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Electroacoustic Music

Electroacoustic music is a type of music that originated in the late 1940s, and early 1950s. Originally, there were two groups of composers who were at strict odds with each other. In Paris, Musique Concrete, pioneered by Pierre Schaeffer, was based on the juxtaposition of natural sounds recorded to tape or disc. In Cologne, Elektronische Musik, pioneered by Herbert Eimert, was based around the construction of tones using only sine waves, which Eimert considered to be an electronic extension of serialism. The common link between the two schools is that the music is recorded and performed through loudspeakers, without a human performer. Currently, the majority of electroacoustic pieces use techniques from both earlier styles. Since around the early 1980s, many electroacoustic pieces have included live performers, either as a performer playing along with a tape, or, more recently, with live electronic processing of the performer’s sound. The term “acousmatic music” is often used to refer to pieces that consist solely of prerecorded sound.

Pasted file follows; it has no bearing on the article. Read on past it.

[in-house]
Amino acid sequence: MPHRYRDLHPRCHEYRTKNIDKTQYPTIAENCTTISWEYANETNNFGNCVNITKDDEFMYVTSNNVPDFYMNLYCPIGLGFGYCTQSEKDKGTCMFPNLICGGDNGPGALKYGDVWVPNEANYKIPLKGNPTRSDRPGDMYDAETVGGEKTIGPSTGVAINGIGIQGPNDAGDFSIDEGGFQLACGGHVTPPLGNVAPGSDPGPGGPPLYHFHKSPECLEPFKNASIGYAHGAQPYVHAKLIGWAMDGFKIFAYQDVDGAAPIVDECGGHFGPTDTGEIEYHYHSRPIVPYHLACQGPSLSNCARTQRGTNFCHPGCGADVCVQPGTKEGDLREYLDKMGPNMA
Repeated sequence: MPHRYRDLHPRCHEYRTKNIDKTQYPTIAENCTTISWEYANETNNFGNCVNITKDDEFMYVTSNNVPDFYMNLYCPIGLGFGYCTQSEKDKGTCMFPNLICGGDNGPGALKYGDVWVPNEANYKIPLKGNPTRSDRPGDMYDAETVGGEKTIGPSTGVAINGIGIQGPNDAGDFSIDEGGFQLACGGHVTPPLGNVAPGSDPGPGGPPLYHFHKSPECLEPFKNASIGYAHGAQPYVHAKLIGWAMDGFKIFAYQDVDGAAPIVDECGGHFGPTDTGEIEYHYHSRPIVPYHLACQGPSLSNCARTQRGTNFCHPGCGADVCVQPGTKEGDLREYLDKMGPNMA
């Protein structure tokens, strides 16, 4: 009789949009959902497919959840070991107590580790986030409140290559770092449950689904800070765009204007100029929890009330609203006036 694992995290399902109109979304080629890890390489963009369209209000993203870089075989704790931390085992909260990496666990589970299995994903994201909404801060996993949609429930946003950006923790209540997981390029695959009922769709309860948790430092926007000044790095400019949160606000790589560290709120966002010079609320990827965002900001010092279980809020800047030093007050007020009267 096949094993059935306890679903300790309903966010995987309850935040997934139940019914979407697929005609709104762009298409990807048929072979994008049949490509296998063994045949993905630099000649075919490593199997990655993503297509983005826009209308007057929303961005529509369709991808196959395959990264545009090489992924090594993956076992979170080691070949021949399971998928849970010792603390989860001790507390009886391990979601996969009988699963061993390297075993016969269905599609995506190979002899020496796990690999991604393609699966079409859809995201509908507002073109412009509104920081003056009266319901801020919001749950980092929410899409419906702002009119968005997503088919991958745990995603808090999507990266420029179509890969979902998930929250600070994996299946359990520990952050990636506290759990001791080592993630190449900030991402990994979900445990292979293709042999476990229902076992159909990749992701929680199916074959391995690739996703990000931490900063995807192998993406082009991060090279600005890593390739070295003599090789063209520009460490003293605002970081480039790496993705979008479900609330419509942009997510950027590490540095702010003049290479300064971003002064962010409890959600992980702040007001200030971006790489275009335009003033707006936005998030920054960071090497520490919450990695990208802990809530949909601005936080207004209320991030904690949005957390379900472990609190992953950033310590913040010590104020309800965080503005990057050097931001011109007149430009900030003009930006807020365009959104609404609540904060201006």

Electroacoustic music is a diverse, widely popular field. Important centers of research and composition can be found around the world, and there are numerous conferences which present electroacoustic music, notably the International Computer Music Conference as well as the Society for Electro-Acoustic Music in the United States (SEAMUS).

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